We are now two weeks into our Growing Futures project and the 13-16 year old OVC camp at a place called Matimbia finished last Friday, safe to say it was fantastic! Once again the children brought so much energy to the week that it was all I could do just to keep up. There is a school at Matimbia that has been running for some time and now features a number of government teachers. This means that there is a higher quality of education and lower school fees for the students when compared to unsupported community schools. As a result more children are able to attend the school and each lesson, as dictated by the syllabus, regardless of topic must feature at least 5 minutes of HIV/AIDS education. So on this camp, compared to the last at Kafwefwe, there was a greater level of existing knowledge so we were able to give more advanced information of HIV/AIDS; such as what HIV does to your white blood cells and the difference between HIV and AIDS.
We often used the UK volunteers to help deliver the topics of the day. Here Nicola, one of the three other volunteers, explains the 3 main ways of HIV transmission: Mother to baby, infected blood and unprotected sex.
From our volunteers' perspective the better education here meant that, frankly, they were a bit cheeky – which was great fun! In the evening we would find ourselves subject to quizzes on Zambian culture and even politics such as who was the Vice President – apparently it's Guy Scott but we all knew that right?
Despite their apparent good fortunes relative to some Zambian children I have met they were still in desperate need of help. At the start of the camps the children are split into 3 groups which battle it out throughout the week to win points and be crowned the champions of the camp; before we start the lessons for the week these groups split off to separate areas of the camp with the mentors and SAPEP staff to participate in a self-disclosure and personal testimonies activity. Here, alone with their friends and trusted adults they talk about what their lives are like and how their lives make them feel. One girl, when asked how she felt about her life, said that everything was OK and that she was fine; at this point her friends disagreed with her, asking her how she thought her life was OK when her parents barely gave her any clothes and no shoes to wear. Two of the life skills we teach on the camps are self-awareness and confidence and we introduced these two concepts right here, with this girl; the mentors and project officers said that it is important to be able to look at your own life and see what needs changing and have the confidence to stand up for what you believe, asking your parent why they are not giving you shoes. It can be the case that they are able to afford these things but are simply spending the money elsewhere in a less productive way.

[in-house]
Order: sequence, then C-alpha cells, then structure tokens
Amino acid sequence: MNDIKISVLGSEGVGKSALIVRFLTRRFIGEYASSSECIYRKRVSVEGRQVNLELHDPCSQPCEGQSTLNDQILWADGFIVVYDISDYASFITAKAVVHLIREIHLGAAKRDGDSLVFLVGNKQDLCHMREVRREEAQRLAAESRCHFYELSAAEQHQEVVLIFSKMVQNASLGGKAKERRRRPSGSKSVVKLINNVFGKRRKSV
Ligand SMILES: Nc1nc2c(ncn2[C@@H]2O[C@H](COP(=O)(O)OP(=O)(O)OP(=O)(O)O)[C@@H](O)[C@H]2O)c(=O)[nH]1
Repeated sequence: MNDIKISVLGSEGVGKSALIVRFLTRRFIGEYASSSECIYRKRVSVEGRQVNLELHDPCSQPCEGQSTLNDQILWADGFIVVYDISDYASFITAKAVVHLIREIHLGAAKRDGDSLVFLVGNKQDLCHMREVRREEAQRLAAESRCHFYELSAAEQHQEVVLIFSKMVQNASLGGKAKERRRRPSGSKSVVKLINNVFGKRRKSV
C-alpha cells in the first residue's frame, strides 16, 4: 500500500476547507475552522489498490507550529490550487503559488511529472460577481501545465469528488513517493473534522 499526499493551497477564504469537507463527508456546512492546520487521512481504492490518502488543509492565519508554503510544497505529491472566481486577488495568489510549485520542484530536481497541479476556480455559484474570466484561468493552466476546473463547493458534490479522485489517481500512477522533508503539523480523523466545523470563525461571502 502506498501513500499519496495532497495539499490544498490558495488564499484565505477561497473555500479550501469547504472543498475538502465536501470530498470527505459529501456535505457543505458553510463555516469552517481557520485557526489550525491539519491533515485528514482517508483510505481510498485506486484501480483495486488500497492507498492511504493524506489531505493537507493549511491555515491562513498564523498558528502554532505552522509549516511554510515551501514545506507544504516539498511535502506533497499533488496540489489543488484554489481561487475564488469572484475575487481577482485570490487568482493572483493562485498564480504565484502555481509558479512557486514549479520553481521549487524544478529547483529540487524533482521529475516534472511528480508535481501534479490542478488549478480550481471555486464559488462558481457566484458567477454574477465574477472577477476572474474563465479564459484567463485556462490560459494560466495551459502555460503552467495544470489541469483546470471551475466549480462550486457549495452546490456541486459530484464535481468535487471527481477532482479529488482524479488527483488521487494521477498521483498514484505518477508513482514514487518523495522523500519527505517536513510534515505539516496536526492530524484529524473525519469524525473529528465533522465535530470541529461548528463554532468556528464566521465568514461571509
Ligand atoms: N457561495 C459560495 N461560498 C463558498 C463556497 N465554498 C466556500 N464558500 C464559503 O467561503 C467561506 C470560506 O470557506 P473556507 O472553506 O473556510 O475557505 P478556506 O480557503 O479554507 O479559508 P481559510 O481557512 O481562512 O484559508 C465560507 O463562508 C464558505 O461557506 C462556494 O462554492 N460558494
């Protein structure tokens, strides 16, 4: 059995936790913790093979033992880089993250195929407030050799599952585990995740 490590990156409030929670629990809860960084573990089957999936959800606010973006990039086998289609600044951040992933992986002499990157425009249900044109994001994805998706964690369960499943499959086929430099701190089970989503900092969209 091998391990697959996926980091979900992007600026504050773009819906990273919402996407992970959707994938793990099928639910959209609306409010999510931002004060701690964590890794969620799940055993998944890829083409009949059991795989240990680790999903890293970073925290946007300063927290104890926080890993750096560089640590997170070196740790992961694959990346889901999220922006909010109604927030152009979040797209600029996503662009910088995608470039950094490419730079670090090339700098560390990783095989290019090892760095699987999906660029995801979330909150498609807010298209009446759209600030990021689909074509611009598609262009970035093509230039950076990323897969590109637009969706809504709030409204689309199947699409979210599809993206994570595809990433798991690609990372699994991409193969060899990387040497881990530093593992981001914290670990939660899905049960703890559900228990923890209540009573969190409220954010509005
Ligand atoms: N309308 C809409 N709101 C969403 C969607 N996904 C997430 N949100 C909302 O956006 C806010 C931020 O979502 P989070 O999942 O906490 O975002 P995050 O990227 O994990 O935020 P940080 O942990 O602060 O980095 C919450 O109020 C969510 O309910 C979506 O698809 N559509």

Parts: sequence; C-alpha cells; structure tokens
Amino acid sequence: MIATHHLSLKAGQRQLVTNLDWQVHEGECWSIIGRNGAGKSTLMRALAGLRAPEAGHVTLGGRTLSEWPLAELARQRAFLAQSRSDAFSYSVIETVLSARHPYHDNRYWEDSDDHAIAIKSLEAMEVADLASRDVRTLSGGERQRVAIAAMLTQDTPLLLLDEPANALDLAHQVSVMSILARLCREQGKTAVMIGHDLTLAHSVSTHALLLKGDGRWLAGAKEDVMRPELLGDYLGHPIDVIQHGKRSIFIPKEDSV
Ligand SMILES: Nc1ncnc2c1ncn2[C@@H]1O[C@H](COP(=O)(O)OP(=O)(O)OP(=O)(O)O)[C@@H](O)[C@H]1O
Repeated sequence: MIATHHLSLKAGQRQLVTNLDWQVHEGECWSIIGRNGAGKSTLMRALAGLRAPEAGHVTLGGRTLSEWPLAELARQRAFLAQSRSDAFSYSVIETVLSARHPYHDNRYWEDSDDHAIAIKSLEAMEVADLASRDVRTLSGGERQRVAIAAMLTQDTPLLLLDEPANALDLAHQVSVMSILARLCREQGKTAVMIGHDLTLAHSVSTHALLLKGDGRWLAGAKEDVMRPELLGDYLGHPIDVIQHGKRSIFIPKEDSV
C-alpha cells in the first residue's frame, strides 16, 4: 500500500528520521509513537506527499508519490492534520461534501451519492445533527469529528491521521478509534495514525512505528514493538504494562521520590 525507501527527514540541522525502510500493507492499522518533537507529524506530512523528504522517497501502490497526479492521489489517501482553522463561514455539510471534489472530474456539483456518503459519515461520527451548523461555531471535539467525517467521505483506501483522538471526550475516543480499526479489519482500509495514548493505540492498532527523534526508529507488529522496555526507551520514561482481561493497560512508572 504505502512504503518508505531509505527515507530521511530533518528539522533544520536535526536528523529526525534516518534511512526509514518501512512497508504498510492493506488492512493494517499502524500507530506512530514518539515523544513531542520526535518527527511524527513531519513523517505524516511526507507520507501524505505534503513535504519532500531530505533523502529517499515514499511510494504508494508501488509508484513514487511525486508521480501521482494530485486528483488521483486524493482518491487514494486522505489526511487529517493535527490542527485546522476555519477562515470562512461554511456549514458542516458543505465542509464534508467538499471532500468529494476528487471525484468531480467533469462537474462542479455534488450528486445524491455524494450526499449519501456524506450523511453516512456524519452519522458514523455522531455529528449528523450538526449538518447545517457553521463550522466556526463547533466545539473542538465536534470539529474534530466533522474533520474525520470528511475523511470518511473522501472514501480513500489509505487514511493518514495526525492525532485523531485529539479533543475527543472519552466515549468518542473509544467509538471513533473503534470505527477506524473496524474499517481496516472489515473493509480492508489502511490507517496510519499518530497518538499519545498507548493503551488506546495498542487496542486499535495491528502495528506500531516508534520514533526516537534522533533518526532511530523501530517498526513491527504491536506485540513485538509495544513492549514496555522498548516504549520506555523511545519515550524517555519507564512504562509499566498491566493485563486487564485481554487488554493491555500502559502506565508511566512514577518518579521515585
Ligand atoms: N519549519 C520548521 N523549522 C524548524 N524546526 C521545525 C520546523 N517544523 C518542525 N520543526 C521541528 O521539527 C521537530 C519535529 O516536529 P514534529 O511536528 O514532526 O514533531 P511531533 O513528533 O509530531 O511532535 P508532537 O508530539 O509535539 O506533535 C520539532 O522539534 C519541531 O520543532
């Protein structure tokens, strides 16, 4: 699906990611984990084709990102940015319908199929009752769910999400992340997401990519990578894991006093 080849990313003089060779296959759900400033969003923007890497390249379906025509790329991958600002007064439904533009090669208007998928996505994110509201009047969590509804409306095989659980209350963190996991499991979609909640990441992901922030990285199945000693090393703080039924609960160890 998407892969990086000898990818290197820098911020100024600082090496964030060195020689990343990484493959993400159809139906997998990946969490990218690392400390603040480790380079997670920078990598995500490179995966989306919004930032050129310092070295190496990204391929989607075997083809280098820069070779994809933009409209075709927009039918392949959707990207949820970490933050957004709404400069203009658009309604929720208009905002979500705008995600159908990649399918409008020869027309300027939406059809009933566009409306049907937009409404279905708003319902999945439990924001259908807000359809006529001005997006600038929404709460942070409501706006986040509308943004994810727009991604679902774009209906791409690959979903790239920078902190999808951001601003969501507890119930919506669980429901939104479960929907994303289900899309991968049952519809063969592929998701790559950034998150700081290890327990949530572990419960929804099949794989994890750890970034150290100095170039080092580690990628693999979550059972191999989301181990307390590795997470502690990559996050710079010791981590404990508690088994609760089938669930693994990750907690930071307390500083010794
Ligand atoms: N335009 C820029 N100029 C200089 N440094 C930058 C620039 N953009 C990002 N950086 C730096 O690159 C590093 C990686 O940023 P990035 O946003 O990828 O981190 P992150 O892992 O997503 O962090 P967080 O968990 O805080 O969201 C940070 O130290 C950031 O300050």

Of course we are not trying to teach 30 children how to moan and groan their way through life! What we are trying to do is teach them to question the status quo and find ways to improve their own life and the lives of those around them.
One source of constant excitement on the camp was the introduction of calimocha (in the Tonga language), otherwise known as rugby. We decided to teach them touch rugby as Laura, one of our volunteers, had actually done a teaching course in it at one point in time and we really wanted to get all of the children involved in a game that was fun to both boys and girls. As it happened some of the girls picked it up quicker than quite a few of the boys and really showed them how it was done during the ever-present morning exercise activities.
The game of calimocha is introduced to southern Zambia. This is not to be confused with kalimotxo which I am, ahem, reliably informed is a Spanish beverage whereby wine and cola are mixed and often served in a large jug. Watch out for the Zambian rugby stars in the future and some confused Spanish barmen!
The week concluded with a bit of a party on Thursday night that we couldn't do last time as we were forced to flee to the school because of a colossal downpour that left the camping area soaking wet. Also, Friday would be Oliver's (SAPEP project officer) birthday so all of the other volunteers and I had got together at the weekend and bought him a Zambian football shirt and some marshmallows for us all to have around the fire. We also played musical statues and pass the parcel which went down a storm. It wasn't until we got everyone together in a big circle for pass the parcel that we realised half of the village had turned up to celebrate so it was lucky we were generous with the marshmallow purchases! As is to be expected from Zambians there was singing and dancing late into the night and it is safe to say it was quite a send-off.
The camps finish on Friday morning with a medal ceremony and the handing out of information leaflets on the topics that were taught in the camps. What we are doing in the next couple of weeks is plan with the communities of Kafwefwe and Matimbia the 2 camps for 9-12 year olds as well as looking to next year's activities where we are aiming to boost the incomes of the vulnerable families with livelihoods projects.
If you think you would like to go on a camp as a volunteer, get in touch with us via our website, your help would be much appreciated.